One positive thing about cotoneasters is that many people call them cotton-easters, which is always good for a chuckle. But the party ends there. Except for a few species (noted below), cotoneasters typically look pretty dreadful in the Southern landscape. Prostrate types used for ground covers aren't dense enough to discourage weeds and grass. They mainly serve to snag litter. Young plants can look nice, as white or pinkish springtime flowers give rise to abundant orange or red berries in fall and winter. But susceptibility to spider mites, fireblight, and other pests send these Asian natives downhill fastwhich is ironic, considering that they're favorites for carpeting banks in front of hotels and shopping malls. Taller, arching types perform much better and are worthwhile additions to the home garden.
C. apiculatus. CRANBERRY COTONEASTER. Deciduous. Zones US, MS; USDA 6-7. Best in cold-winter areas. Dense grower to 3 ft. tall, 6 ft. wide. Small, round, medium-green leaves turn deep red in fall. Clustered fruits are about the size of large cranberries. Can take some shade. Use as bank cover, hedge, background planting. Tolerates alkaline soil.
C. dammeri. BEARBERRY COTONEASTER. Evergreen. Zones US, MS, LS; USDA 6-8. Fast, prostrate growth to 36 in. tall, 10 ft. wide. Branches root along ground. Bright, glossy green leaves; bright red fruit. 'Coral Beauty' is 6 in. tall; 'Eichholz', 1012 in. tall with a scattering of red-orange leaves in fall; 'Lowfast', 1 ft. tall; 'Mooncreeper' grows 810 in. high and has large flowers. 'Skogsholmen', ft. tall. All are good ground covers in sun or partial shade and can drape over walls, cascade down slopes. Susceptible to fireblight, lacebugs.
C. franchetii. FRANCHET COTONEASTER. Evergreen. Zones US, MS, LS, CS; USDA 6-9. Arching growth to 10 ft. tall, 69 ft. wide. Leaves are grayish green when new, maturing to bright green; undersides are fuzzy. Pink-tinged white flowers in clusters of up to 20 are followed by orange-red berries. Good performer in the Southeast.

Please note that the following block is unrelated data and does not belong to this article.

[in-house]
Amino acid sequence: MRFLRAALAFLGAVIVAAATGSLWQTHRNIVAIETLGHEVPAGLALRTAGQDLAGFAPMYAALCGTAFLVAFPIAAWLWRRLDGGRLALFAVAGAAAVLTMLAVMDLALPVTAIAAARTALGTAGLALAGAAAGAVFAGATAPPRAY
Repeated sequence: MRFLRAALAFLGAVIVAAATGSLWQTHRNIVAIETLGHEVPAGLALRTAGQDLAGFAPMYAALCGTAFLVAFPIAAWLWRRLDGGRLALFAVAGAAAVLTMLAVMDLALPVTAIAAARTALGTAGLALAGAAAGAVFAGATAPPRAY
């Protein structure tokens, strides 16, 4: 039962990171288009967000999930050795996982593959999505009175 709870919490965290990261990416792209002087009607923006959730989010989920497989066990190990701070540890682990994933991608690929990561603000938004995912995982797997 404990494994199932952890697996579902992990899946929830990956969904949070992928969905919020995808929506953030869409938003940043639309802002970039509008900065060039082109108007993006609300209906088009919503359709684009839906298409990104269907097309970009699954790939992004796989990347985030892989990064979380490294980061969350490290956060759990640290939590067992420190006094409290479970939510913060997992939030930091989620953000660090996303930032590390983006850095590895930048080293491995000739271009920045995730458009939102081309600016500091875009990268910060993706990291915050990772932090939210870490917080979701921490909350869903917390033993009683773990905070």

C. glaucophyllus. GRAYLEAF COTONEASTER. Evergreen. Zones MS, LS; USDA 7-8. To 68 ft. tall and broad, with gracefully arching branches clothed in gray-green foliage. Dense clusters of white flowers are followed by dark red berries. Attractive in shrub beds or as informal hedge. Tolerates alkaline soil.
C. horizontalis. ROCK COTONEASTER. Deciduous. Zones US, MS; USDA 6-7. Can be 23 ft. tall, 15 ft. wide, with stiff horizontal branches, many branchlets set in herringbone pattern. Leaves are small, round, bright green; turn orange and red before falling. Out of leaf very briey. Showy red fruits. Give it room to spread. Fine bank cover or low trafc barrier. 'Variegatus' has leaves edged in white. C. h. perpusillus is smaller, more compact than species.
C. lacteus (C. parneyi). BRIGHTBEAD COTONEASTER. Evergreen. Zones MS, LS, CS; USDA 7-9. Graceful, arching habit to 8 ft. or taller, 10 ft. or wider, with dark green leaves 2 in. long, clustered white owers, and a heavy crop of long-lasting red fruit in 2- to 3-in. clusters. Best as informal hedge, screen, or espalier. Can be clipped as formal hedge, but form suffers. Best cotoneaster for the Southeast.
C. salicifolius. WILLOWLEAF COTONEASTER. Evergreen or semievergreen. Zones US, MS; USDA 6-7. Erect, spreading shrub, 1518 ft. high and wide, with narrow, dark green, 1- to 312-in.-long leaves and bright red fruits. Graceful screening or background plant. Better known are trailing forms used as ground covers. Compact, small-leafed 'Emerald Carpet' is 1215 in. tall, spreading to 8 ft. wide; 'Autumn Fire' ('Herbstfeuer') grows to 23 ft. tall and 8 ft. wide. 'Repens' is similar; it is sometimes grafted to another cotoneaster species and grown as a weeping tree. Very susceptible to lacebugs.